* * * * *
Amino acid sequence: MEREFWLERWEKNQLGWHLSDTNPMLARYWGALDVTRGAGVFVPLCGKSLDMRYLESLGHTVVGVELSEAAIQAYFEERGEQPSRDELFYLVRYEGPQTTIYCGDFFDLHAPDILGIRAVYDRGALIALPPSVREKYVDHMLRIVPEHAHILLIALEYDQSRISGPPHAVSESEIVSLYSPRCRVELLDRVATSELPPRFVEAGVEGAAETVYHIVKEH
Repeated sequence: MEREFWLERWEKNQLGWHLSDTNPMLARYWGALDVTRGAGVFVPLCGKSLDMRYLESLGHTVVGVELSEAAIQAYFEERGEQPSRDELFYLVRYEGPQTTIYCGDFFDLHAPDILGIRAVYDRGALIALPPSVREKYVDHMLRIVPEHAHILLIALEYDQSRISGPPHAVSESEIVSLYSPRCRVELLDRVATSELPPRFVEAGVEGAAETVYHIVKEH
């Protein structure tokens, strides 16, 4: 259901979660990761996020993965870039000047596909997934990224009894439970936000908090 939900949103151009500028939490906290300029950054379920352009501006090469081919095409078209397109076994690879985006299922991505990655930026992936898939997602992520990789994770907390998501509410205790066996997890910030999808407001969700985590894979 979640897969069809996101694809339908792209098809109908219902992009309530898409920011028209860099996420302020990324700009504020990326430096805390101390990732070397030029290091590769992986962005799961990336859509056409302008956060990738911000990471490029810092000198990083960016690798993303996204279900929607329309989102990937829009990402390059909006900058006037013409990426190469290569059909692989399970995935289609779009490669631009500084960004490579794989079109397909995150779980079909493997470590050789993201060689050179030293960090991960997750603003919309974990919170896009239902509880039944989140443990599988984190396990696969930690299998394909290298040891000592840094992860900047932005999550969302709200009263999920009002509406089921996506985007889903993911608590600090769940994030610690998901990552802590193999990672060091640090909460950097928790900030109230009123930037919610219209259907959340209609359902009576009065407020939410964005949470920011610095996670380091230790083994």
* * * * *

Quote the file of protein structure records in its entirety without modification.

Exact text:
Amino acid sequence: MEREFWLERWEKNQLGWHLSDTNPMLARYWGALDVTRGAGVFVPLCGKSLDMRYLESLGHTVVGVELSEAAIQAYFEERGEQPSRDELFYLVRYEGPQTTIYCGDFFDLHAPDILGIRAVYDRGALIALPPSVREKYVDHMLRIVPEHAHILLIALEYDQSRISGPPHAVSESEIVSLYSPRCRVELLDRVATSELPPRFVEAGVEGAAETVYHIVKEH
Repeated sequence: MEREFWLERWEKNQLGWHLSDTNPMLARYWGALDVTRGAGVFVPLCGKSLDMRYLESLGHTVVGVELSEAAIQAYFEERGEQPSRDELFYLVRYEGPQTTIYCGDFFDLHAPDILGIRAVYDRGALIALPPSVREKYVDHMLRIVPEHAHILLIALEYDQSRISGPPHAVSESEIVSLYSPRCRVELLDRVATSELPPRFVEAGVEGAAETVYHIVKEH
């Protein structure tokens, strides 16, 4: 259901979660990761996020993965870039000047596909997934990224009894439970936000908090 939900949103151009500028939490906290300029950054379920352009501006090469081919095409078209397109076994690879985006299922991505990655930026992936898939997602992520990789994770907390998501509410205790066996997890910030999808407001969700985590894979 979640897969069809996101694809339908792209098809109908219902992009309530898409920011028209860099996420302020990324700009504020990326430096805390101390990732070397030029290091590769992986962005799961990336859509056409302008956060990738911000990471490029810092000198990083960016690798993303996204279900929607329309989102990937829009990402390059909006900058006037013409990426190469290569059909692989399970995935289609779009490669631009500084960004490579794989079109397909995150779980079909493997470590050789993201060689050179030293960090991960997750603003919309974990919170896009239902509880039944989140443990599988984190396990696969930690299998394909290298040891000592840094992860900047932005999550969302709200009263999920009002509406089921996506985007889903993911608590600090769940994030610690998901990552802590193999990672060091640090909460950097928790900030109230009123930037919610219209259907959340209609359902009576009065407020939410964005949470920011610095996670380091230790083994």